David Levy – Do you believe in the government, and does the government believe in you? – May 17

We invest a remarkable amount of trust in politicians and the political system. Seldom do we evaluate the quality of choice and the calibre of those we vote for.

In the past it was a matter of believing in the educated elite as providing those who, like cream, rose to the top. Today, they have a greater ability to do better than politics and often choose to enter the business world, but some stay and become party men.

It is a strange and unusual experience to find a person of conviction who stands firm on issues even if that means going against the grain of party. Most take the salary, turn up, vote and have a reasonably well paid job as MP and then walk in the corridors of power seeking opportunities to sit on Boards of Directors for 12 days out of the year. Some, like George Osborne, milk the talking circuit and do very well thank you.

I was wondering, are these people worthy of our trust in them and do they actually do the job we the electorate sent them to Parliament to do?

Of course the current understanding is that the public are a pain in the posterior and should be kept as far from influence as possible. They do this via public consultation, convincing us with the accepted wisdom that this is how the public influences decisions and policy.

This is a fallacy kept afloat by Government agencies which either use the tactic of buying off interested NGOs with a seat at the table, or by blackballing those who are a nuisance.

This choice of a seat at the table chosen by most of the NGOs has failed to deliver results, so I tend to avoid the rhetoric of these busted flushes. The only time they can readily speak out is when they are in accord with Government policy — such as pro-Remain in the Brexit debate, or in support of the 2050 Climate Change Act which has been responsible for delivering a pro nuclear stance.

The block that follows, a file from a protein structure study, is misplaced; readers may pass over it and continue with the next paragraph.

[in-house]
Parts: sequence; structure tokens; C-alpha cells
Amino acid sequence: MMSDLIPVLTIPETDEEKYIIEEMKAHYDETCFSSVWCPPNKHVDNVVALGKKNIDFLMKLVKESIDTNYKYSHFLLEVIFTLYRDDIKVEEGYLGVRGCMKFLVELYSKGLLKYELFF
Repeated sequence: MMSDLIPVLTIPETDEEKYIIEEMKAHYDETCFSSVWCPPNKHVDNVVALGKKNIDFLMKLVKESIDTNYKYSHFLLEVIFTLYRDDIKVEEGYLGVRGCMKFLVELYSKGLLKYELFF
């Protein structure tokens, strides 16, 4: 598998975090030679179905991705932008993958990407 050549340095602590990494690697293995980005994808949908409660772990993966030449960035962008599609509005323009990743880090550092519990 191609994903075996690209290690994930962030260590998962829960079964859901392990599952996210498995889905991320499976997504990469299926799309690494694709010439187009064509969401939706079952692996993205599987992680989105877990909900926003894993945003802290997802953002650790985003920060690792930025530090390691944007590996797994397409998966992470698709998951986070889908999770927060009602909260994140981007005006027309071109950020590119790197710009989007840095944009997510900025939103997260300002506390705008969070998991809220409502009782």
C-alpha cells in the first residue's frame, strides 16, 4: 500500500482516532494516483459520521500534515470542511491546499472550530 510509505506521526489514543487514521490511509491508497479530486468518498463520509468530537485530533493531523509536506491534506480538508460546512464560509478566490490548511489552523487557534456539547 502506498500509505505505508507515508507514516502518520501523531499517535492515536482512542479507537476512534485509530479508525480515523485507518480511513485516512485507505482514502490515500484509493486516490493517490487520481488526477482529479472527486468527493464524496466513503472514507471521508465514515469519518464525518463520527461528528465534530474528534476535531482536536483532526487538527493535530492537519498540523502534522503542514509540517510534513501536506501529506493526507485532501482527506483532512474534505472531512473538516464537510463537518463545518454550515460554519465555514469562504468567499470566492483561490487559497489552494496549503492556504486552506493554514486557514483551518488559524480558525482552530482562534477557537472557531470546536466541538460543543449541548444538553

The gullible nature of leadership of the NGOs has been one of the biggest concerns that have been revealed in the past decade.

So the public is in a position of nil influence and the Government agencies aim to keep this status quo, and they have a millennium in years of experience to frustrate the uninitiated. What they fear most is the legal challenge, but it is rare that any NGO takes this route — if NGOs take charitable money it is impossible for them to challenge Government policy.

The whole system is rigged in favour of business as usual and I would value any comeback from you that points the way for progress in promoting public influence.

At this moment in time I am frustrated with the poor quality of environmental advice the Government is being exposed to. All they are doing is listening to themselves and to business interests. Science has been side-lined.

David Levy


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